MICHAEL KNIGHT - A NEW SHERIFF IN TV TOWN
For the first time in 10 years there’s a different boss calling the shots on ESPN’s NHRA Mello Yello series telecasts.
His name is Steve Reintjes. He’s replaced Eric Swaringen as the on-site event producer.
First off, Reintjes, 40, wants you to know he’s a race fan. And I thought you’d want to know more about this new and hugely important presence within the straight-line sport. His ideas and decisions will shape how the races are presented to you. So I sat down with him at Wild Horse Pass Motorsports Park before last month’s Carquest Auto Parts Nationals.
The questions and answers have been edited slightly for length and clarity.
Question: What is your TV production background that led you to the NHRA race assignment?
Answer: I started in 2000 for ESPN and worked on a variety of sports, including the NHRA in 2006 and beginning of 2007 as a graphics producer. So 15 years of television production experience. I’ve been producing events for about eight or nine years with some bigger shows mixed in that I’ve had other roles on, like Sunday Night Baseball. I’ve been producing college football for the past 4-5 years after I left the NHRA (telecasts.)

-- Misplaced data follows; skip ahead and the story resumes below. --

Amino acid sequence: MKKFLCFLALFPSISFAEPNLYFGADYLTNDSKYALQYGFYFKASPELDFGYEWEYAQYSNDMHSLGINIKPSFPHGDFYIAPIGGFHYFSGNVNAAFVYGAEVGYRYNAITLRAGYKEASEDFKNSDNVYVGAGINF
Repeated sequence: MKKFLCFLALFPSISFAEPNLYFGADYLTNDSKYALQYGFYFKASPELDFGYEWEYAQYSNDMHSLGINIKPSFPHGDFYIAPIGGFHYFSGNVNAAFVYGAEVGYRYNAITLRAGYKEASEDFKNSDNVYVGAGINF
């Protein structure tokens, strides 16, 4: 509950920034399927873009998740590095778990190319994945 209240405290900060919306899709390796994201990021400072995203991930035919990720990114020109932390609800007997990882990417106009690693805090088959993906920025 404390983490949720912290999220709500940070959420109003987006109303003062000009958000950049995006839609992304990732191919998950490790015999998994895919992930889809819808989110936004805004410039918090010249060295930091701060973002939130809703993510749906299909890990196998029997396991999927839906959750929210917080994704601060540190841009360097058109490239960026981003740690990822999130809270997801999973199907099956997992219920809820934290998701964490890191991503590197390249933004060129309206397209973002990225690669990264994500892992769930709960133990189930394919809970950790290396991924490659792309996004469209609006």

Q: Do you consider yourself a race fan?
A: Oh, yes. I grew up in racing. My dad grew up in Indiana and was a big fan of Indy. He was, as a teenager and in his 20s in the ‘60s, a big-time Muscle Car guy so I grew up with cars. I grew up in Southern California so Pomona was a normal staple for us. I remember the first event I went to was in 1984-85 at Pomona, and we actually got to go through the hauler with John Force when he was driving a Chevrolet Corvette and we saw the old Blue Max car with (Raymond) Beadle, so I’m very familiar with NHRA in general and motorsports. In a way it’s almost like home for me to come back to racing.